Objective: The short- and long-term clinical outcomes of coronary artery stenting in diabetic patients with unstable coronary artery disease were assessed and compared with a cohort of non-diabetic patients in the context of platelet glycoprotein IIb/IIIa inhibitors and lipid-lowering therapy. Methods: The study population comprised 252 consecutive patients with unstable angina who underwent coronary artery stenting; of these 46 were diabetic and 206 were non-diabetic. In-hospital results and clinical outcome during follow-up (24 ± 13 months, range 7-56 months) were obtained in all patients without major in-hospital complications. Survival curves and multivariate models for any late clinical event were reported. Results: A high clinical success rate and no difference in in-hospital complications between the two groups of patients were observed. Complete revascularization rate was similar in diabetic and non-diabetic patients (48% compared with 52%). A greater proportion of diabetic than non-diabetic patients received IIb/IIIa inhibitors during the procedure and lipid-lowering drugs at hospital discharge (87% compared with 46%, P=0.001 and 83% compared with 61%, P=0.006 respectively). At 2-year clinical follow-up, the incidences of death and myocardial infarction were similar in both groups; the need for any revascularization was only slightly higher in diabetic patients (P=NS). Incomplete revascularization and multi-vessel disease were independent predictors of any revascularization. Conclusions: Coronary artery stenting combined with glycoprotein IIb/IIIa inhibitor infusion and long-term lipid-lowering therapy is an effective therapeutic strategy in diabetic patients with unstable coronary artery disease and is associated with good short- and long-term results, comparable to those observed in non-diabetic patients.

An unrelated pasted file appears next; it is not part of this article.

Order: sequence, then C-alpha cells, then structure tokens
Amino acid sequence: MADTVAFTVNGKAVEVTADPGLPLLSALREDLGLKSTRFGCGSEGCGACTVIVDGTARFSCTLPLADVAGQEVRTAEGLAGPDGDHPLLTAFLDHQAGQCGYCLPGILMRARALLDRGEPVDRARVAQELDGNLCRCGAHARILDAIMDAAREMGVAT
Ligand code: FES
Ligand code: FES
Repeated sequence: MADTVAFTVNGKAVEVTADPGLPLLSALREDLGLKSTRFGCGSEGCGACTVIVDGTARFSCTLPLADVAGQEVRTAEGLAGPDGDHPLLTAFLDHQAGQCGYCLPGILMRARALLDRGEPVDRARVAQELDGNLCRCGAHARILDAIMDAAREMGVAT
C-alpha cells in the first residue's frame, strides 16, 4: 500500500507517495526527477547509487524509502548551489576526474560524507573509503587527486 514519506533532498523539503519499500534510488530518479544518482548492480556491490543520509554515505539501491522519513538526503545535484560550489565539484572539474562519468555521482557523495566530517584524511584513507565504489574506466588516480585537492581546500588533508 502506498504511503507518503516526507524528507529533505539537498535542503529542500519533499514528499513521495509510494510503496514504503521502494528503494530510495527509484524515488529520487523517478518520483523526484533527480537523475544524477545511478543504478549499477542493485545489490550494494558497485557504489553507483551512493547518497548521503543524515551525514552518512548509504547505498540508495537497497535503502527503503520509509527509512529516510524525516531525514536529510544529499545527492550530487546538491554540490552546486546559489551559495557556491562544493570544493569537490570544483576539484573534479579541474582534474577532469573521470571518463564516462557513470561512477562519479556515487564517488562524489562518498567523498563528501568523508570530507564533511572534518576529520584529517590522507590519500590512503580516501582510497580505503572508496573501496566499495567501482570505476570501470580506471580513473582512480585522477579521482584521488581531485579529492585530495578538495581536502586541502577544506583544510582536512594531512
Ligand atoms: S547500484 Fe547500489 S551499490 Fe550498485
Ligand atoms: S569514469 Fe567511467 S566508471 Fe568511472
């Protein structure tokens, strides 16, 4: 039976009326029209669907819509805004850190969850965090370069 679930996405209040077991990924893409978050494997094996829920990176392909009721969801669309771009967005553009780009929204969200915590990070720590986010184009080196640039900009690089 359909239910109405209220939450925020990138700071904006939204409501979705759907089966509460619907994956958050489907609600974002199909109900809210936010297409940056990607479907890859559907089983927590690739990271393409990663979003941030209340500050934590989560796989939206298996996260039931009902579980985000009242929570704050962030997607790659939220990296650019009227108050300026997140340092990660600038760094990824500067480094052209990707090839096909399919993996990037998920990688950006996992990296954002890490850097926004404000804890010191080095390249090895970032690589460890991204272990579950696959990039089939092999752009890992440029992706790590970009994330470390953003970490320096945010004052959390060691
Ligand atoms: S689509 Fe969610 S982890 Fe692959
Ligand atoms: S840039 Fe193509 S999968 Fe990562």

- Coronary stenting
- Glycoprotein IIb/IIIa inhibitors
- Lipid-lowering therapy
- Unstable coronary artery disease
ASJC Scopus subject areas
- Cardiology and Cardiovascular Medicine